Back to Basics: Designing Tales of the Round Table

At one point my wife said, in reference to having powerful roleplaying experiences, “seeing is believing…and only seeing is believing.” She meant that you can talk all the RPG theory you want, but that ultimately if you haven’t experienced it at the table, you couldn’t really get it. Ron has mentioned (or despaired?) about this from time to time, and after a lot of thinking Jann and I decided to produce a product that could do exactly this.

Enter Tales of the Round Table, an Arhturian roleplaying game with a twofold job: provide a concrete starting point for really showing new players an authentic picture of roleplaying without any extraneous bits; and offer an utterly transparent and clear example to veteran players of some of the core dynamics of what a roleplaying game is, especially with regards to emergent play, the distribution of authorities, and the nature of what Ron calls “story now” play.

What We Did
In order to provide this kind of experience in the most accessible way possible, we did three things:
We relentlessly made the game as easy to just pick up and play as possible (what the kids these days call “quickstart”). We did this in a few ways. First we used premade characters. It’s an Arhurian game, so all you do to start is choose a character card from among Arthur, Guinevere, Merlin, and the Faerie Queen. Second, there’s no rulebook (in the traditional sense). Instead, each player gets what we’re calling a “storybook”: a short booklet (Zine) with a series of guided prompts that teach you how to play the game while you’re playing it. There’s literally zero prep involved. You pick a character, grab a book, and start playing.
We got rid of a centralized GM role and distributed that authority among the players. On your turn, you play your character and choose one of the “problems in the land” that you want to confront for this scene. The player across from you plays whichever character you’re confronting and provides the opposition to your goal. The other players play the “muses” who set the scene and arbitrate the conflict. Once your scene is over, everyone rotates roles clockwise around the table and the next player opens a scene for his or her character.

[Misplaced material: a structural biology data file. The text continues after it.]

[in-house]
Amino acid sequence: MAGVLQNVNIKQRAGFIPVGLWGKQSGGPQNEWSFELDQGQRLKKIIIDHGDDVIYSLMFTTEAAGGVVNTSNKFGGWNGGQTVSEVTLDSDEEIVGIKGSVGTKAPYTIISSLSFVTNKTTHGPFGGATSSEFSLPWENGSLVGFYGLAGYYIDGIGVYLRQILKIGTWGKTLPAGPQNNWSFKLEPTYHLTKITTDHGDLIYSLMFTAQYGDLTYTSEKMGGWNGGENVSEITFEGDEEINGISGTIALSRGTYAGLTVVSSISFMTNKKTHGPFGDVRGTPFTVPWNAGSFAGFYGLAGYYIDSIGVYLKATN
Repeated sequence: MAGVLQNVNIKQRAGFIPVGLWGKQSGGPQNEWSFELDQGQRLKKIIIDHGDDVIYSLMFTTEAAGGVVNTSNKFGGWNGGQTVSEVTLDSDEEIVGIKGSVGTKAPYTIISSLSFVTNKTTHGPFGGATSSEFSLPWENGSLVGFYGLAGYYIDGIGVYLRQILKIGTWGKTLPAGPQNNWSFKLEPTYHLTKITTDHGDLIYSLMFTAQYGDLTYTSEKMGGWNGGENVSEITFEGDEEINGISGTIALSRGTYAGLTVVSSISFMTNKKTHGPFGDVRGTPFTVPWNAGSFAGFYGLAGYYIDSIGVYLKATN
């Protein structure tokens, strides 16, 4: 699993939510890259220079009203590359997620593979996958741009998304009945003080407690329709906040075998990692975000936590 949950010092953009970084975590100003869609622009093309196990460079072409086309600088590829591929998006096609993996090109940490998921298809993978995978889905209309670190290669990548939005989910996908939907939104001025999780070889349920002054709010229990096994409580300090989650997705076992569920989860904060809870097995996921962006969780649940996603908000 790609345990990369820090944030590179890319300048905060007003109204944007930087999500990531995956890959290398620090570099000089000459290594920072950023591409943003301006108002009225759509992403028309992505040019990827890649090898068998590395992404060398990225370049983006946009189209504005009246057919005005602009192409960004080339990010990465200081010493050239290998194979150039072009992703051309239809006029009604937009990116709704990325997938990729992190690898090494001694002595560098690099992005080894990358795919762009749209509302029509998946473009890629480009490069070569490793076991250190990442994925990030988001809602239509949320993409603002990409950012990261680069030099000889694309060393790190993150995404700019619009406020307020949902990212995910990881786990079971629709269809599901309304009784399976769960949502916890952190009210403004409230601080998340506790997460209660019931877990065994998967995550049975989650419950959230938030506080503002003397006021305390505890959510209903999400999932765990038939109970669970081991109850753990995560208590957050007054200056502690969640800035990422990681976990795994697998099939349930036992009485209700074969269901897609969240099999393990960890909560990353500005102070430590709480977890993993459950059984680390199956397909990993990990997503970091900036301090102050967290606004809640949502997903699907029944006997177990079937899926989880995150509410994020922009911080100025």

We set the game in a familiar “fantasy” setting: the Arthurian legend. This is specifically a setting where there are a plethora of stories but in which there is no one, canonical version of the story. This means people have lots of images and ideas, but without any one path that they have to go down.

Fans of Ben Lehman’s Polaris will recognize some of our inspiration, but the game ended up being something else entirely. The players work through a series of scenes, and then play culminates in a climax scene in which everything is resolved for better or worse.

The basic version of the game plays a complete story arc in an hour, and the advanced one takes about twice that long. People call this a “one shot” in the industry, but I think that gives the wrong impression. What people have ended up calling it is a “short story” game. You’d have to play to feel the difference.

The Results: Less is More
You might be tempted to think that there isn’t much to the game. I think that’s true in one sense but not in another. We have worked hard – incredibly hard – over the course of about five years to trim down the actual mechanics and rules of this game as much as humanly possible. We wanted to get at the bare minimum for what a roleplaying game needed to function (characters don’t have any stats, for example). But at no point does the game suffer from being shallow. In fact, the game has fairly significant depth precisely because it doesn’t bother with fiddly details but focuses all its mechanics on facilitating the emergent, dynamic play that comes from the interactions of precisely-defined player authority and roles.